Cope’s Willie Madisha defends Julius Malema

2014-05-01 17:19

Julius Malema has found a friend in Cope with the party’s deputy president, Willie Madisha, saying the EFF leader’s accusers were the biggest thieves themselves.

Addressing a Cope rally in Malema’s hometown of Seshego, Limpopo, earlier today, Madisha said Malema’s legal woes were used against him for political reasons. “They keep saying this boy has stolen; he owes money. They will say even a day or two before the elections, ‘look at him, he is a thief’ but they are the biggest thieves and the president with two heads steals too much,” he said, mentioning Nkandla.

He also accused President Jacob Zuma of giving key ministerial positions to Zulus.

“There’s no problem with Zulus altogether; the problem is with this man who wants to do whatever he wants, who want decisions to be made in Nkandla,” Madisha said.

“Go to the ANC government and check; very important positions like the ministers of police, intelligence, justice and higher education were given to his own people so that decisions can be taken at Nkandla. So that if he does anything wrong, he cannot be stopped.”

Madisha urged people to vote and remove Zuma from the Union Buildings, accusing him of destroying the country.

“If we don’t correct this, the man with two heads will come back and destroy the country; get married every day and steal money. If we don’t remove them you are going to suffer and struggle for the rest of your life – for 50 years to come and more,” he said.

“If you don’t make sure Zuma and his party get removed, our ancestors will accuse us of selling them out. An organisation called the ANC together with its leader today has destroyed South Africa,” he said.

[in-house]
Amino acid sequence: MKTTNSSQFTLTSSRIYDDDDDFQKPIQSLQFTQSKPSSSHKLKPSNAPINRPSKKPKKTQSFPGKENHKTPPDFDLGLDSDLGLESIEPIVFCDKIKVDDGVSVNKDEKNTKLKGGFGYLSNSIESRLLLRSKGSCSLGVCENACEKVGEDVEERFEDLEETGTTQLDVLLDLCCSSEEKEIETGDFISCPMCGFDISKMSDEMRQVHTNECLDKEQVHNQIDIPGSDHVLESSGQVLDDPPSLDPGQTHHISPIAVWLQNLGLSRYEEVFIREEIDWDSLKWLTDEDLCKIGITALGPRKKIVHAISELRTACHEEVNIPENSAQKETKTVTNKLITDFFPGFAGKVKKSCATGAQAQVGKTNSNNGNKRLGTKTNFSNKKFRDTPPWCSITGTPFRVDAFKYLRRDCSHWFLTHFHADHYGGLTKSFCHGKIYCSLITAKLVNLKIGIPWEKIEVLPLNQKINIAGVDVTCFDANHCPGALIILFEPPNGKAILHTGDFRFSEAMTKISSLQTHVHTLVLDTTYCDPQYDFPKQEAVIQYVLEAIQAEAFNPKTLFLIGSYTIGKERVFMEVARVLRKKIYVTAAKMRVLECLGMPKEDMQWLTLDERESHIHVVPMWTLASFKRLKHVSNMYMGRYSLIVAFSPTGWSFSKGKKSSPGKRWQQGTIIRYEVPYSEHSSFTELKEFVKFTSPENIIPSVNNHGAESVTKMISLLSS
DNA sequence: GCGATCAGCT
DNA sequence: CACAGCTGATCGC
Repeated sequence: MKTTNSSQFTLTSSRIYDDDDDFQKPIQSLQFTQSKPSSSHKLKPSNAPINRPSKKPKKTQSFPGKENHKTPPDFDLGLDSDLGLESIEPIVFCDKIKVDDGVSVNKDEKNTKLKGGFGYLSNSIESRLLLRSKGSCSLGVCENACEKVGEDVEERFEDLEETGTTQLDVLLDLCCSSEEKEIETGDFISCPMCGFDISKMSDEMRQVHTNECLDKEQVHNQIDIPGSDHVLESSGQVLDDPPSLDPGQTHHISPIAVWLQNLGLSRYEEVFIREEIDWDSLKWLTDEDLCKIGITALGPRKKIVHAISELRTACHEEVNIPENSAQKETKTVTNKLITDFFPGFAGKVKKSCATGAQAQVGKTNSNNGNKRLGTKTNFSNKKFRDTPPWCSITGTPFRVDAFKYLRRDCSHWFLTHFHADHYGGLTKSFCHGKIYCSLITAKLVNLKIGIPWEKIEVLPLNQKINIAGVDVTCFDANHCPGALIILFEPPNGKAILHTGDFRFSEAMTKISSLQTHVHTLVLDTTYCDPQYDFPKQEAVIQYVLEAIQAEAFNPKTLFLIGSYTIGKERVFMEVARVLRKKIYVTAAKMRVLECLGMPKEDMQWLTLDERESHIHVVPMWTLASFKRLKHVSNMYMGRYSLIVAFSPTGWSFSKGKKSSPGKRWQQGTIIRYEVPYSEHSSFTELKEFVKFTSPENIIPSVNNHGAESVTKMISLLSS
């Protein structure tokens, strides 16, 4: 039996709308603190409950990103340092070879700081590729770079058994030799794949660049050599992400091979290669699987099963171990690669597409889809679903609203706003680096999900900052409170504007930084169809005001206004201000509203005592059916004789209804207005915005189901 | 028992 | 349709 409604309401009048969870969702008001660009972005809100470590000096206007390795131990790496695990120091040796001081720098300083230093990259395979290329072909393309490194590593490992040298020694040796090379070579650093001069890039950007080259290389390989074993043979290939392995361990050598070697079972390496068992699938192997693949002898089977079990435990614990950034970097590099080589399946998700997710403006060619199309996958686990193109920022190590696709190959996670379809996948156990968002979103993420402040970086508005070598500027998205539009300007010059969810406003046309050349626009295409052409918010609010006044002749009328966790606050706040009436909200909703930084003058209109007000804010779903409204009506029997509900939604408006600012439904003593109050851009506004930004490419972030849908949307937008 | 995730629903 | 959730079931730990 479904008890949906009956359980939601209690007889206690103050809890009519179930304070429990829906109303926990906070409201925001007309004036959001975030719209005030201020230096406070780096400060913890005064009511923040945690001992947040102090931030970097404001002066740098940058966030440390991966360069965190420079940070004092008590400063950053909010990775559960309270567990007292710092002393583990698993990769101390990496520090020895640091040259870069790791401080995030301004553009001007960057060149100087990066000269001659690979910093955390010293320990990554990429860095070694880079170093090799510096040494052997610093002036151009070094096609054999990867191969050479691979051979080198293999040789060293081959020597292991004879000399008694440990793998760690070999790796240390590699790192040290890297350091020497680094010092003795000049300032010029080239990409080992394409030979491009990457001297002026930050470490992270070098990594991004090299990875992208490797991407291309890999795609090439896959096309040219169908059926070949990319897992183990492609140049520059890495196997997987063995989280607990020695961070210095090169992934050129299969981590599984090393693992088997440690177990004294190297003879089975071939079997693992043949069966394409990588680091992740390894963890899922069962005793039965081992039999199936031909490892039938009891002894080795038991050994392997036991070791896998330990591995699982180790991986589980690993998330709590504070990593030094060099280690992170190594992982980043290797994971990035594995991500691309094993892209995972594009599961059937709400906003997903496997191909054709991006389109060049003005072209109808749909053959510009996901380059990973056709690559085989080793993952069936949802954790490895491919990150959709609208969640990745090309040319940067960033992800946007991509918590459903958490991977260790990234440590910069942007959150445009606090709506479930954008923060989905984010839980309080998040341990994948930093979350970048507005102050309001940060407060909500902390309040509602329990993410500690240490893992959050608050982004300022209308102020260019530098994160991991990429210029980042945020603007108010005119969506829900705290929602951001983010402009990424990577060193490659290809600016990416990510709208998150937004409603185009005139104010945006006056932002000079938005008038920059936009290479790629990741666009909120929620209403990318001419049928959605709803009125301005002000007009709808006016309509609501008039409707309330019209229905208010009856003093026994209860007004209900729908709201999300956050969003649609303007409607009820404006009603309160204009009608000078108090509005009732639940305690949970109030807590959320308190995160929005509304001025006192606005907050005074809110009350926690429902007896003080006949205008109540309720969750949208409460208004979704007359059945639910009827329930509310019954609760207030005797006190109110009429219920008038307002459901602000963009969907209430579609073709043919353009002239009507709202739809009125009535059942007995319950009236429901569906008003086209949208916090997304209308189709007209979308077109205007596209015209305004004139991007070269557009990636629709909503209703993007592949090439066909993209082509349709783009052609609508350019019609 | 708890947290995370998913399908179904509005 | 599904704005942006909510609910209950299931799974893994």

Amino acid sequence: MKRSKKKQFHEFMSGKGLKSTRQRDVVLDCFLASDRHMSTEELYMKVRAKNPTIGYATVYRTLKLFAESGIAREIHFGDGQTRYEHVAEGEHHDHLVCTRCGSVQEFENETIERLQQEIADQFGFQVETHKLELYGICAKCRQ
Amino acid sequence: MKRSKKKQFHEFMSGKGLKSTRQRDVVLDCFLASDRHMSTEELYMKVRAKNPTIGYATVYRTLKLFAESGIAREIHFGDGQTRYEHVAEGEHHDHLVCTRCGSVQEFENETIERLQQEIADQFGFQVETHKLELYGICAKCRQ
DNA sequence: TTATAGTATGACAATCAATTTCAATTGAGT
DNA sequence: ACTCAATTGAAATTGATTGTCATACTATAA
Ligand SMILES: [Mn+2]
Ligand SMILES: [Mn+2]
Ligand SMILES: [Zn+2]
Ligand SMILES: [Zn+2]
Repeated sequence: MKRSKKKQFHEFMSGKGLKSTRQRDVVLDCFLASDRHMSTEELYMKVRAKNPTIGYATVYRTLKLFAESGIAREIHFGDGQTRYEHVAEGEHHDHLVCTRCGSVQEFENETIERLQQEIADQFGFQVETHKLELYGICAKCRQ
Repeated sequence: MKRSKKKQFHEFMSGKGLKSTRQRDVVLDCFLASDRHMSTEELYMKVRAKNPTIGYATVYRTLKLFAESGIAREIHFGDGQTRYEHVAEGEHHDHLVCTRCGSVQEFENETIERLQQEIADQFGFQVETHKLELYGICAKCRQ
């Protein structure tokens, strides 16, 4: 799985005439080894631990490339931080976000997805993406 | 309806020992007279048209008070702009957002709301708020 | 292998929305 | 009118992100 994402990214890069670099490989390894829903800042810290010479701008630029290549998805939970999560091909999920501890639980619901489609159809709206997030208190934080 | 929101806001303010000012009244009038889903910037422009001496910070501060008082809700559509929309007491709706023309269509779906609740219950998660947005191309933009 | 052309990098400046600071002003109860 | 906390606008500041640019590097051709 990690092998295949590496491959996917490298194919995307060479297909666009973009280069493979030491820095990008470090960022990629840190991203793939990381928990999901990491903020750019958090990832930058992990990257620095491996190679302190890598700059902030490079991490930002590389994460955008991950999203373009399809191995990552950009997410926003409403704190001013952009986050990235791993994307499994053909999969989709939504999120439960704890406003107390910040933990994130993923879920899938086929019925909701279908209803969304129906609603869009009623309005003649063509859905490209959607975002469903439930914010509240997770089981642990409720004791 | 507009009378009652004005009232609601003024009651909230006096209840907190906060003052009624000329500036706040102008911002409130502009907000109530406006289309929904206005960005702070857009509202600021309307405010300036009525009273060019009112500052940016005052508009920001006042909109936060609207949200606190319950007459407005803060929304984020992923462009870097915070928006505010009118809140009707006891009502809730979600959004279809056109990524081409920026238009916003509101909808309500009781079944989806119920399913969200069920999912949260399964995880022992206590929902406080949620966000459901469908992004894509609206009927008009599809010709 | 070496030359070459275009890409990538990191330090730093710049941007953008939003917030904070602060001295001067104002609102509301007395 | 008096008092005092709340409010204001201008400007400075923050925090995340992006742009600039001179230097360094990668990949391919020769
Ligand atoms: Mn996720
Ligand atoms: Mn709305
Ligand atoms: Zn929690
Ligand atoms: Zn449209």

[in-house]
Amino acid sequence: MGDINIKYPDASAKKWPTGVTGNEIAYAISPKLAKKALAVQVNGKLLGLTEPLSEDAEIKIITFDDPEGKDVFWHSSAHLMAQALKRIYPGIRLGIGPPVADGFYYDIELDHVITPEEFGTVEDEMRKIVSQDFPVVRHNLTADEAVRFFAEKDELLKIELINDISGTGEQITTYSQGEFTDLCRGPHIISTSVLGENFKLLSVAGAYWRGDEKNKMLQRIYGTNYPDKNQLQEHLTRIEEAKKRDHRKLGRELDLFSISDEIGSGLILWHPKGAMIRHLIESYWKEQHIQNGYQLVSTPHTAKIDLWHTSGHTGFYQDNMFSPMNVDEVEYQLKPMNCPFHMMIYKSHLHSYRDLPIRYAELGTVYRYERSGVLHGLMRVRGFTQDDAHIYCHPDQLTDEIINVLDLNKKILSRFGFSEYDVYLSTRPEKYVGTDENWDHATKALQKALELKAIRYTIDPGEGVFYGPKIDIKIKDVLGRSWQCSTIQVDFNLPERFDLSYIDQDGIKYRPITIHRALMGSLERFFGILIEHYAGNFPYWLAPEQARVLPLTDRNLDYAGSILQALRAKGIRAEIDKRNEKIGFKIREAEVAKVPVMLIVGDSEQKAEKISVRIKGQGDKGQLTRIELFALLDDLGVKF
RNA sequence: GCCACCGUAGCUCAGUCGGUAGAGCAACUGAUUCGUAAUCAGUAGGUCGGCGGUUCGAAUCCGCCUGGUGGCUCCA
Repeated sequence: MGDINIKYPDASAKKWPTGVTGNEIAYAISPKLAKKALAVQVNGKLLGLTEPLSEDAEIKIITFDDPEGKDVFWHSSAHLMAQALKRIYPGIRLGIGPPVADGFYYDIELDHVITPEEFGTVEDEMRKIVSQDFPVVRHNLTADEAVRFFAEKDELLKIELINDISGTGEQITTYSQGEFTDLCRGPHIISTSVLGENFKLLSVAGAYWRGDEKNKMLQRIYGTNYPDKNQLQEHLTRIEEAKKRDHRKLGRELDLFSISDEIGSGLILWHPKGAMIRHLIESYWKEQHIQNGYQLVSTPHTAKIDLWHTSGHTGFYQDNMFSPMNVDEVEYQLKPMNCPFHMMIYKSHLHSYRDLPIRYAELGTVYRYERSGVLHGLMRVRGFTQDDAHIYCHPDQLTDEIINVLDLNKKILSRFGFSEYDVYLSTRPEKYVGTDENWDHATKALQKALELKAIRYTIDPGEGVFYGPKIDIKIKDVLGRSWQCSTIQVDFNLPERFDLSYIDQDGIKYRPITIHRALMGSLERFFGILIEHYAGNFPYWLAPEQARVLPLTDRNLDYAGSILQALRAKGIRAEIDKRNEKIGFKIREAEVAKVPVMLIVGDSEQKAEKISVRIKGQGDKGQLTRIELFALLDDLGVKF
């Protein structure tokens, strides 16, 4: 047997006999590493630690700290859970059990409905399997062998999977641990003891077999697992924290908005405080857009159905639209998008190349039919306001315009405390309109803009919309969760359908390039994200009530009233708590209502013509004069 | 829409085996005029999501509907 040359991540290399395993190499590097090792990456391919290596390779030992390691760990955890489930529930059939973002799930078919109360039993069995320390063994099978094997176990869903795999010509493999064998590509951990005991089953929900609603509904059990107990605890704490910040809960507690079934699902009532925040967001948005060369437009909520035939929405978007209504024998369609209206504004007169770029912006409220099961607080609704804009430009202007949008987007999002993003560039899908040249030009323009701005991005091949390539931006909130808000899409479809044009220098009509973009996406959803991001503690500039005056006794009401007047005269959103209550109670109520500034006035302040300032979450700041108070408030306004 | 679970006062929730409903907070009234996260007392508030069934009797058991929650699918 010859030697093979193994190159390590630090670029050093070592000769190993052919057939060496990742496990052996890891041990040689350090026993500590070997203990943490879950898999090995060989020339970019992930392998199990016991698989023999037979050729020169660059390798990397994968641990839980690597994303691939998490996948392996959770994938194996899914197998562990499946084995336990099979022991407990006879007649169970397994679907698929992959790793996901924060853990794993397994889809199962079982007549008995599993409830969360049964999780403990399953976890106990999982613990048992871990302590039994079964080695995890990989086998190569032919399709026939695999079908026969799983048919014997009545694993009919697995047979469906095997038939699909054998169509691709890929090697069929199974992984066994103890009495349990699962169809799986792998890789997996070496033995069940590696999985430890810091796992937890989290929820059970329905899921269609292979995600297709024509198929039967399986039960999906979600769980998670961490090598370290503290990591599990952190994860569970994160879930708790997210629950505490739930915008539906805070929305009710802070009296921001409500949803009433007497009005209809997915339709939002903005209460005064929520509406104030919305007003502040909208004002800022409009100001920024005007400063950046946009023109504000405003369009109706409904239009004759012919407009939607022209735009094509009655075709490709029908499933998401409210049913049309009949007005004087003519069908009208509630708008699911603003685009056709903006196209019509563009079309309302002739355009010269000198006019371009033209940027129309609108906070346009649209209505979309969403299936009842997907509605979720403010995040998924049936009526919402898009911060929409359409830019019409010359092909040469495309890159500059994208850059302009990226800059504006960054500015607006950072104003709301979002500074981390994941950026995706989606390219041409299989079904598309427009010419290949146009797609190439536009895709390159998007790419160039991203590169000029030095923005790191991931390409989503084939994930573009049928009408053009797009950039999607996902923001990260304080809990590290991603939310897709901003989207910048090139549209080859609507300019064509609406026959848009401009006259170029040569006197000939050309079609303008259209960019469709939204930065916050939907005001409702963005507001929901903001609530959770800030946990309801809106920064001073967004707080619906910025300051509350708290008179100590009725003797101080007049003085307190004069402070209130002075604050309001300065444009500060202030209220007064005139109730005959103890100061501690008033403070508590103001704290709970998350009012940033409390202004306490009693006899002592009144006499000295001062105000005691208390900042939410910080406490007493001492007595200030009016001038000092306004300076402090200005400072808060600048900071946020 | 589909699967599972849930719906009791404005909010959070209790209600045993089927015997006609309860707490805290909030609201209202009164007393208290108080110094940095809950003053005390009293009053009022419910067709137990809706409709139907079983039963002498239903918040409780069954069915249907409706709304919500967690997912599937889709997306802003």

Madisha accused the ANC government of bringing back oppression. He then turned to ANC deputy president Cyril Ramaphosa.

“Those who hold the wealth and mines are the people from that organisation, which is killing our people today. Workers were killed in Marikana [and] Ramaphosa is the one who gave instructions and told the police to go shoot and kill the people. Imagine if he is there in government after next week, what is going to happen to the people of our country; we are in hell, apartheid is back,” he said.

Ramaphosa has maintained that a call for action in Marikana at the time was aimed at preventing a further loss of lives.

A former leader of Cosatu, Madisha accused the ANC of destroying the federation, which is its alliance partner.

“We know that Cosatu today has been made a labour desk of the ANC. Everyone who is part of the leadership of that federation is destroyed and that is why Zwelinzima Vavi and Irvin Jim were kicked out because they stood up and said, ‘we cannot agree with the ANC.’ They were kicked out because Cosatu and its affiliates are ANC unions,” he said.

Madisha also asked people not to vote for the ANC – for Nelson Mandela’s sake. “Today the ANC, that filthy organisation of people who steal every day, move around and say voting for them means you’re voting for Mandela, which is utter rubbish; it’s nonsense,” he said.

“There is no such thing. If you vote for them, you are not voting for the poor man who is gone now; he’s dead. If you vote for them it means you are destroying this country once again, let us stop them from doing that.”

Madisha denied reports that Cope was suffering and fading. “Cope has become very strong, we have grown in numbers and we’re stronger than in 2009,” he said.

The party today welcomed about 500 new members who, it said, were from the ANC and from Mpumalanga.

He then turned to those who had left Cope and accused them of stealing – Smuts Ngonyama “through BEE” and Mbhazima Shilowa “from the Gautrain project”.

» In 2012, the Mail & Guardian reported that Bombardier, the lead partner in the Bombela consortium, had devised a “capture plan” to win over decision makers in the Gautrain contract – including Shilowa. Shilowa responded: “I do not know any of the gentlemen mentioned, nor their plan. I have never been approached by anyone to influence any tender. If anyone did, I would have disqualified them as they had signed an anti-bribery code of conduct.”

Ngonyama famously said he did not join the struggle to be poor in 2004 when the controversial multibillion-rand Telkom BEE deal made headlines.

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